Several definitions were amended:
- "Child" was amended to include references to other statutes allowing youth to remain in foster care to age 21.
- "Sibling" was amended to "one of two or more individuals who have one or both parents in common through blood, marriage or adoption, including siblings as defined by the child's tribal code or custom."
Amendments were made regarding juvenile court to include its jurisdiction for youth up to age 21 in child welfare and permanency, and to include adoption proceedings in juvenile court.
Emergency protective custody hearing amendments include:
- Reasonable efforts to prevent placement are NOT required if a parent has committed sexual abuse against their child or another child, or is a registered sexual predator.
- The court may order chemical dependency, mental health, medical or parenting assessments/evaluations as the court deems necessary as a means of supporting the development of a reunification plan.
- Out of Home Placement plans must be based on the results of the emergency protective custody hearing, and the agency must make reasonable efforts to engage both parents (including paternal) in case planning.
The term "residential facility" was replaced with "foster care" and includes
- family foster homes (both relative and non-relative),
- group homes,
- emergency shelters,
- residential facilities (not otherwise excluded),
- child care institutions, and
- pre-adoptive homes.
Duties of the commissioner and the child-placing agency
Changes to the legislation include:
- Training for prospective foster and adoptive parents now must specifically include preparing parents to care for the needs of foster and adoptive children.
- Home studies must follow the commissioner's designated format.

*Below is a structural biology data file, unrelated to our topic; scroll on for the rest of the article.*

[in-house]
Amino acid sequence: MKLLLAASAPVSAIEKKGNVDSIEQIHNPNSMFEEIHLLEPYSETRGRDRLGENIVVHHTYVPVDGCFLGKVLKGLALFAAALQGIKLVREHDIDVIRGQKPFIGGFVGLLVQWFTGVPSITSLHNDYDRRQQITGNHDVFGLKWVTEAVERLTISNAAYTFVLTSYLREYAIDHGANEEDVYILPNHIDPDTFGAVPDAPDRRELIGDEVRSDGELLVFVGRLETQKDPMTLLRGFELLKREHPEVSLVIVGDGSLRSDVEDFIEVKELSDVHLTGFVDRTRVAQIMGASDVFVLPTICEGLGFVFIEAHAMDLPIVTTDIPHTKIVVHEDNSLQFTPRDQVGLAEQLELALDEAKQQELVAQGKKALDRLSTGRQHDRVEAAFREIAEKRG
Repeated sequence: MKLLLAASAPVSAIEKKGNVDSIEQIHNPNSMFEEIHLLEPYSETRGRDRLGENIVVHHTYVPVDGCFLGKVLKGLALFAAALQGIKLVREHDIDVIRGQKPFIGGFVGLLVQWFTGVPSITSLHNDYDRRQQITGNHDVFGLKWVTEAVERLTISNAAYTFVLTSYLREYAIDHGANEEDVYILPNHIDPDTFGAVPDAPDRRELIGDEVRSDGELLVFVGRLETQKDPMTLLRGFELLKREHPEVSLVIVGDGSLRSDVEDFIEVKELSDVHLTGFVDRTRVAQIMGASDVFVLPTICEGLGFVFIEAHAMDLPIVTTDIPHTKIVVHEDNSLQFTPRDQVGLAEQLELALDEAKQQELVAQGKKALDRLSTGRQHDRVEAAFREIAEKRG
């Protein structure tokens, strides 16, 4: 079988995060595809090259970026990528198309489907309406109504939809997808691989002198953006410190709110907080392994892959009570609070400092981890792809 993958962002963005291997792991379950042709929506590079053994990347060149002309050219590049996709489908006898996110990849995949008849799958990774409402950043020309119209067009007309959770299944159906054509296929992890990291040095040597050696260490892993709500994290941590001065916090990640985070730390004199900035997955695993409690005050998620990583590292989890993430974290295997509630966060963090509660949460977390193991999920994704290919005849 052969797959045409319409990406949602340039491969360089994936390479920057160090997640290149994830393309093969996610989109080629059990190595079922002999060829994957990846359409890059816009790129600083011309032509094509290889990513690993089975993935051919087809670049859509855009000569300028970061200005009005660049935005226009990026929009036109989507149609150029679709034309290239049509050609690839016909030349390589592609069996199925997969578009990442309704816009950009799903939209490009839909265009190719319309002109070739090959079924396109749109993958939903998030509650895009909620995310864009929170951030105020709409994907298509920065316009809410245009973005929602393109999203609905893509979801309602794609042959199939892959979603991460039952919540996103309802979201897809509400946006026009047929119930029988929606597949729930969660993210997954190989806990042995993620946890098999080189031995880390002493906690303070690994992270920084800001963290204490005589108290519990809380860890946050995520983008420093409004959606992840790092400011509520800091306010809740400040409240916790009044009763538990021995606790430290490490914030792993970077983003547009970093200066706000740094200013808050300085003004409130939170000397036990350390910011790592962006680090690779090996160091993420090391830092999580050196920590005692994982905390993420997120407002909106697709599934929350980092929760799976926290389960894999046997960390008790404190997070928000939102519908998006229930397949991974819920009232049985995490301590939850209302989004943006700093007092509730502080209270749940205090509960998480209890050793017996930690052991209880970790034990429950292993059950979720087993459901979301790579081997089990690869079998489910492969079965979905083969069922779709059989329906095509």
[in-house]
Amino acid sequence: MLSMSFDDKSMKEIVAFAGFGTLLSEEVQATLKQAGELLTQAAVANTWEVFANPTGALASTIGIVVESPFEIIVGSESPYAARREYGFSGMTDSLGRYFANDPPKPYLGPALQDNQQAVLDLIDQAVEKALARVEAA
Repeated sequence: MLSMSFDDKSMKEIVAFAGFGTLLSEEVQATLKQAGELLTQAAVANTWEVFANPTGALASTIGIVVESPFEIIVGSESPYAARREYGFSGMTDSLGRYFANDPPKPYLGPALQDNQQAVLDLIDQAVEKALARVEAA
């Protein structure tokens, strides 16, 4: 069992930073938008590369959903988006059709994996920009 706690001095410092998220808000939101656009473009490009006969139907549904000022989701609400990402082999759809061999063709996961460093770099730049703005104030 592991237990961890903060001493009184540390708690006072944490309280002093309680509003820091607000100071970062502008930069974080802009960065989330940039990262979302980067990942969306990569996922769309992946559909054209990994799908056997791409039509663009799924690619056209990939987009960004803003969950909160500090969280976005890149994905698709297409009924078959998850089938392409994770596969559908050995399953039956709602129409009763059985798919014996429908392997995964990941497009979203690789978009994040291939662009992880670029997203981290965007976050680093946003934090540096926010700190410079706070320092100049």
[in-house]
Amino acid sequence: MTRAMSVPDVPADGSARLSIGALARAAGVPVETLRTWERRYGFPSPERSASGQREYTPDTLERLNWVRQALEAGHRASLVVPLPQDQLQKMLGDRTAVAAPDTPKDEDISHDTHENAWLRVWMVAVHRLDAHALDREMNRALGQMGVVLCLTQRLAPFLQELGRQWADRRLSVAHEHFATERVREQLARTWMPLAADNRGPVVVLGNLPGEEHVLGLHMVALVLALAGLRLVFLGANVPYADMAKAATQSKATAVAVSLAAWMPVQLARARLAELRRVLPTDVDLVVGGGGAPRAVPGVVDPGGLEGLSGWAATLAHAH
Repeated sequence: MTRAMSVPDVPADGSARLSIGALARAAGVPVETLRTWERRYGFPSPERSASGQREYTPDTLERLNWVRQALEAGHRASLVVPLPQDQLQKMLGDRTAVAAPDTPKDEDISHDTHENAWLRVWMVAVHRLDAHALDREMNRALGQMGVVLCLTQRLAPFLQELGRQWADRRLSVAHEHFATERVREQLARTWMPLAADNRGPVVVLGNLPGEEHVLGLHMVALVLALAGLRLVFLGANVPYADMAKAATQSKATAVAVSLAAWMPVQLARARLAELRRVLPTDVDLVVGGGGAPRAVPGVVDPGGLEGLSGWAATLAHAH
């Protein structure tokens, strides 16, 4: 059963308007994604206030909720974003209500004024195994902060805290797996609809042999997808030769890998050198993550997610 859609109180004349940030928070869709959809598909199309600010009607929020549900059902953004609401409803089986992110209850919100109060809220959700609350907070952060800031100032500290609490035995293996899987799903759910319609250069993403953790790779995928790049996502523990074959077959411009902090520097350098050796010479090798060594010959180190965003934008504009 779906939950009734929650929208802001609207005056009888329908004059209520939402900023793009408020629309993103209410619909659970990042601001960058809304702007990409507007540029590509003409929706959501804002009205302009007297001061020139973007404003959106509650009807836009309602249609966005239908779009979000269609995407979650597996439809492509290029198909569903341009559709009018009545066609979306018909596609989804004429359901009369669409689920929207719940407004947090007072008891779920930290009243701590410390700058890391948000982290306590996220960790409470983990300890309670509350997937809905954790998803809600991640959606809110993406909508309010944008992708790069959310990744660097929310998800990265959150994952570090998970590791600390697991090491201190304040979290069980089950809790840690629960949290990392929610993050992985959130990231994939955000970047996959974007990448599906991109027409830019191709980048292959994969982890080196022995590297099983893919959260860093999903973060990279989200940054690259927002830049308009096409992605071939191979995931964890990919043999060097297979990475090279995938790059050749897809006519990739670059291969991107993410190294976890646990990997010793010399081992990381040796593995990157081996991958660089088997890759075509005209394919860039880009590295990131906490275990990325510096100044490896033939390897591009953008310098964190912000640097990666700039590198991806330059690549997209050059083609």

- The home study must provide the information needed for agencies to determine the family's capacity to meet the needs of a child based on the best interest factors.
- Licensing agencies may provide the updated adoption home study for their foster families who want to adopt.
- Prospective adoptive parents with approved home studies may have their foster care license applied through the same agency.
Additions to section 260C also include permanency planning for children in foster care that includes both a primary plan for reunification with parents and a secondary plan for an alternative permanent legal home in the case that reunification "cannot be achieved in a timely manner." Reasonable efforts include:
- Locating and assessing both parents,
- Identifying and notifying relatives, and
- Placement with a caregiver that supports concurrent permanency efforts.
**What are your thoughts about adoption being prioritized in statute as the preferred permanency option? What are the political and/or social biases that led to this expressed change in the law? What are the potential outcomes for families?****